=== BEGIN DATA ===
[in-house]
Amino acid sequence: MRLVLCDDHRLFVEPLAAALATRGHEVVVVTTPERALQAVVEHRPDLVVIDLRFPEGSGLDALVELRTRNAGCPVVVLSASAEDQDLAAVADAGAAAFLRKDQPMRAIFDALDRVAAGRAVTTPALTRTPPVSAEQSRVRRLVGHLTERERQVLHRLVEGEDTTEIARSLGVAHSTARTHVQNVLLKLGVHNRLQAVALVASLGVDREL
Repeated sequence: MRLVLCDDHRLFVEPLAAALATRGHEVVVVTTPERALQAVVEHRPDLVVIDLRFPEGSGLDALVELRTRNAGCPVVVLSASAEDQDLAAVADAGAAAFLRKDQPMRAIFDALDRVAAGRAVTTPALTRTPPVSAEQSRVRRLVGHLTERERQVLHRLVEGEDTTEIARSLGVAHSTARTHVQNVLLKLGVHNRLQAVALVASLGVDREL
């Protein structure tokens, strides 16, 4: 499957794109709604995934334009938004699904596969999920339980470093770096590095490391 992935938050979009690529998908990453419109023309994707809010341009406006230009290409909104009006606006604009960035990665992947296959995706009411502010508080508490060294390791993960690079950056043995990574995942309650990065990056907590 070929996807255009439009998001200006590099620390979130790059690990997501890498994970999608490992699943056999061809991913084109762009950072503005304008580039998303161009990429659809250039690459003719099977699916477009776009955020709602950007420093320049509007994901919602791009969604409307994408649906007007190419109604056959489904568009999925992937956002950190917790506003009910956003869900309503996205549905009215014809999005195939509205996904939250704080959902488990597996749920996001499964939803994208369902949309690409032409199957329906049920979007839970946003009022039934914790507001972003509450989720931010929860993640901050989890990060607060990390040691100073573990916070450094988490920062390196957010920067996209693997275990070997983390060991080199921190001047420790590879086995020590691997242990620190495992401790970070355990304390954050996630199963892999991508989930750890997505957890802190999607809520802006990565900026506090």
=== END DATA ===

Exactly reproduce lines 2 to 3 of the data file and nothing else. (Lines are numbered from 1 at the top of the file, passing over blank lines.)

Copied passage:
Amino acid sequence: MRLVLCDDHRLFVEPLAAALATRGHEVVVVTTPERALQAVVEHRPDLVVIDLRFPEGSGLDALVELRTRNAGCPVVVLSASAEDQDLAAVADAGAAAFLRKDQPMRAIFDALDRVAAGRAVTTPALTRTPPVSAEQSRVRRLVGHLTERERQVLHRLVEGEDTTEIARSLGVAHSTARTHVQNVLLKLGVHNRLQAVALVASLGVDREL
Repeated sequence: MRLVLCDDHRLFVEPLAAALATRGHEVVVVTTPERALQAVVEHRPDLVVIDLRFPEGSGLDALVELRTRNAGCPVVVLSASAEDQDLAAVADAGAAAFLRKDQPMRAIFDALDRVAAGRAVTTPALTRTPPVSAEQSRVRRLVGHLTERERQVLHRLVEGEDTTEIARSLGVAHSTARTHVQNVLLKLGVHNRLQAVALVASLGVDREL